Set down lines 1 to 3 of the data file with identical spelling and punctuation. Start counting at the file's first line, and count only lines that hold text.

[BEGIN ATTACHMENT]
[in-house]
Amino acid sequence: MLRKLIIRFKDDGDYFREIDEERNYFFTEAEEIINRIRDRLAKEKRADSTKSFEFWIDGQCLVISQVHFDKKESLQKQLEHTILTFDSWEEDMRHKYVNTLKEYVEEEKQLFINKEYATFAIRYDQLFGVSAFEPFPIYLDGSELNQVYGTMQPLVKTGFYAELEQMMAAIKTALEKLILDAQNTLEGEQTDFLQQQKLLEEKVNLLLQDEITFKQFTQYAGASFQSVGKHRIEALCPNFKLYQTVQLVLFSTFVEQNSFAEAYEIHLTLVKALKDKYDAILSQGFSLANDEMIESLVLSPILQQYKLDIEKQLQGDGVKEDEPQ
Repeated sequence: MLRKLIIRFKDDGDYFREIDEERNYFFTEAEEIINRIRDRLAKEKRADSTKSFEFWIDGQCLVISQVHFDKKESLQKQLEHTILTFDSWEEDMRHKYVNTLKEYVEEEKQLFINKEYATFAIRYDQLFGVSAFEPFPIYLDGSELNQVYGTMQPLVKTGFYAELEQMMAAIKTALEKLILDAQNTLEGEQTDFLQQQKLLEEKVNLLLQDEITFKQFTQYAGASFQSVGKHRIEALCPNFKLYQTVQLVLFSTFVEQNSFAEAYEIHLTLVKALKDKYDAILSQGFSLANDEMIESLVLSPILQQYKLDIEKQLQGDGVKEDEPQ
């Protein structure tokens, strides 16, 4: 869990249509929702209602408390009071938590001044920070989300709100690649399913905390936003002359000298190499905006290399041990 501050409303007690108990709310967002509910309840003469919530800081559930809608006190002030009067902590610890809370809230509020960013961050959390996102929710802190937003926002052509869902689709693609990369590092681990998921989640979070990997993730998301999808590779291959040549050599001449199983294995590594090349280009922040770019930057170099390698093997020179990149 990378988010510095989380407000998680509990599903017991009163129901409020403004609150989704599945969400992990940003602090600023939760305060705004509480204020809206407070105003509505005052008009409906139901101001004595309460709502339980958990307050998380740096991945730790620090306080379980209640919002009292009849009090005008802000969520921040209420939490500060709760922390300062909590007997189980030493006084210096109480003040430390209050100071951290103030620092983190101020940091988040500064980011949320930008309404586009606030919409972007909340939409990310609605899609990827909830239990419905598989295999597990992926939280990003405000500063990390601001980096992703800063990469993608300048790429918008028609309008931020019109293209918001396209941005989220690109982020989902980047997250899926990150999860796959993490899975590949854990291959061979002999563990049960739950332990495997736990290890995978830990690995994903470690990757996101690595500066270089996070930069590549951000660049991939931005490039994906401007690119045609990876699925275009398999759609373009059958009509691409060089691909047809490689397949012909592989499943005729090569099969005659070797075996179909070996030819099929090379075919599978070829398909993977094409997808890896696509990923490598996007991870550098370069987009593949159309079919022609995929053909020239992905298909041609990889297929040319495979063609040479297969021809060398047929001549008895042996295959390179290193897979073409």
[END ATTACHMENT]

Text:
[in-house]
Amino acid sequence: MLRKLIIRFKDDGDYFREIDEERNYFFTEAEEIINRIRDRLAKEKRADSTKSFEFWIDGQCLVISQVHFDKKESLQKQLEHTILTFDSWEEDMRHKYVNTLKEYVEEEKQLFINKEYATFAIRYDQLFGVSAFEPFPIYLDGSELNQVYGTMQPLVKTGFYAELEQMMAAIKTALEKLILDAQNTLEGEQTDFLQQQKLLEEKVNLLLQDEITFKQFTQYAGASFQSVGKHRIEALCPNFKLYQTVQLVLFSTFVEQNSFAEAYEIHLTLVKALKDKYDAILSQGFSLANDEMIESLVLSPILQQYKLDIEKQLQGDGVKEDEPQ
Repeated sequence: MLRKLIIRFKDDGDYFREIDEERNYFFTEAEEIINRIRDRLAKEKRADSTKSFEFWIDGQCLVISQVHFDKKESLQKQLEHTILTFDSWEEDMRHKYVNTLKEYVEEEKQLFINKEYATFAIRYDQLFGVSAFEPFPIYLDGSELNQVYGTMQPLVKTGFYAELEQMMAAIKTALEKLILDAQNTLEGEQTDFLQQQKLLEEKVNLLLQDEITFKQFTQYAGASFQSVGKHRIEALCPNFKLYQTVQLVLFSTFVEQNSFAEAYEIHLTLVKALKDKYDAILSQGFSLANDEMIESLVLSPILQQYKLDIEKQLQGDGVKEDEPQ